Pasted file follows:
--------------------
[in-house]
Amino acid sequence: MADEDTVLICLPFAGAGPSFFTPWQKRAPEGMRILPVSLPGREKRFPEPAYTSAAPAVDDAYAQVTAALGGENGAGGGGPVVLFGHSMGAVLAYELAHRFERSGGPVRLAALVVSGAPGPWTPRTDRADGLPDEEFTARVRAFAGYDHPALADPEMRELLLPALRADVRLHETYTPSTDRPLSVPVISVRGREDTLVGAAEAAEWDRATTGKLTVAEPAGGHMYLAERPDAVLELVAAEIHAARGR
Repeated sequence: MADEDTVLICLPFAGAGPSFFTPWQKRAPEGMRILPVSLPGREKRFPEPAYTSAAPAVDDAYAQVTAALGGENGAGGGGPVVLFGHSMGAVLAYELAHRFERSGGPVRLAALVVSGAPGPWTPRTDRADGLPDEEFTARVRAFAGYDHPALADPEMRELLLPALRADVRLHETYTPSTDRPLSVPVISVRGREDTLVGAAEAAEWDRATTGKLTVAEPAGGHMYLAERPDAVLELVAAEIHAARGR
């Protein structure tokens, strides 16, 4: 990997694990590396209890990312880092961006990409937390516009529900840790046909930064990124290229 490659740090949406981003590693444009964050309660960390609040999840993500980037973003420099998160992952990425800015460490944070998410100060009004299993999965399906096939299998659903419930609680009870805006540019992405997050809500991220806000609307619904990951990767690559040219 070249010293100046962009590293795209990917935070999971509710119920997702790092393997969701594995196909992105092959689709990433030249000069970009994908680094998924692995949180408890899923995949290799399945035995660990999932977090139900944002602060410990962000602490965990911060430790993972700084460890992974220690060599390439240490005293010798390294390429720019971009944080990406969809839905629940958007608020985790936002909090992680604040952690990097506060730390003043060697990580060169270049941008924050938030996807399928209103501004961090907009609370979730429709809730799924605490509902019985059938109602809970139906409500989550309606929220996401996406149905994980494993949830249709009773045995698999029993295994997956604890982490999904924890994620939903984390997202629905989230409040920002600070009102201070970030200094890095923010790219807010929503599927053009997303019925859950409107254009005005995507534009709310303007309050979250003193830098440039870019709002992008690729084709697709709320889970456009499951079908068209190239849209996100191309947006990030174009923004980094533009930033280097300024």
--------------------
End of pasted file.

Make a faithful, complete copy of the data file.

[in-house]
Amino acid sequence: MADEDTVLICLPFAGAGPSFFTPWQKRAPEGMRILPVSLPGREKRFPEPAYTSAAPAVDDAYAQVTAALGGENGAGGGGPVVLFGHSMGAVLAYELAHRFERSGGPVRLAALVVSGAPGPWTPRTDRADGLPDEEFTARVRAFAGYDHPALADPEMRELLLPALRADVRLHETYTPSTDRPLSVPVISVRGREDTLVGAAEAAEWDRATTGKLTVAEPAGGHMYLAERPDAVLELVAAEIHAARGR
Repeated sequence: MADEDTVLICLPFAGAGPSFFTPWQKRAPEGMRILPVSLPGREKRFPEPAYTSAAPAVDDAYAQVTAALGGENGAGGGGPVVLFGHSMGAVLAYELAHRFERSGGPVRLAALVVSGAPGPWTPRTDRADGLPDEEFTARVRAFAGYDHPALADPEMRELLLPALRADVRLHETYTPSTDRPLSVPVISVRGREDTLVGAAEAAEWDRATTGKLTVAEPAGGHMYLAERPDAVLELVAAEIHAARGR
């Protein structure tokens, strides 16, 4: 990997694990590396209890990312880092961006990409937390516009529900840790046909930064990124290229 490659740090949406981003590693444009964050309660960390609040999840993500980037973003420099998160992952990425800015460490944070998410100060009004299993999965399906096939299998659903419930609680009870805006540019992405997050809500991220806000609307619904990951990767690559040219 070249010293100046962009590293795209990917935070999971509710119920997702790092393997969701594995196909992105092959689709990433030249000069970009994908680094998924692995949180408890899923995949290799399945035995660990999932977090139900944002602060410990962000602490965990911060430790993972700084460890992974220690060599390439240490005293010798390294390429720019971009944080990406969809839905629940958007608020985790936002909090992680604040952690990097506060730390003043060697990580060169270049941008924050938030996807399928209103501004961090907009609370979730429709809730799924605490509902019985059938109602809970139906409500989550309606929220996401996406149905994980494993949830249709009773045995698999029993295994997956604890982490999904924890994620939903984390997202629905989230409040920002600070009102201070970030200094890095923010790219807010929503599927053009997303019925859950409107254009005005995507534009709310303007309050979250003193830098440039870019709002992008690729084709697709709320889970456009499951079908068209190239849209996100191309947006990030174009923004980094533009930033280097300024």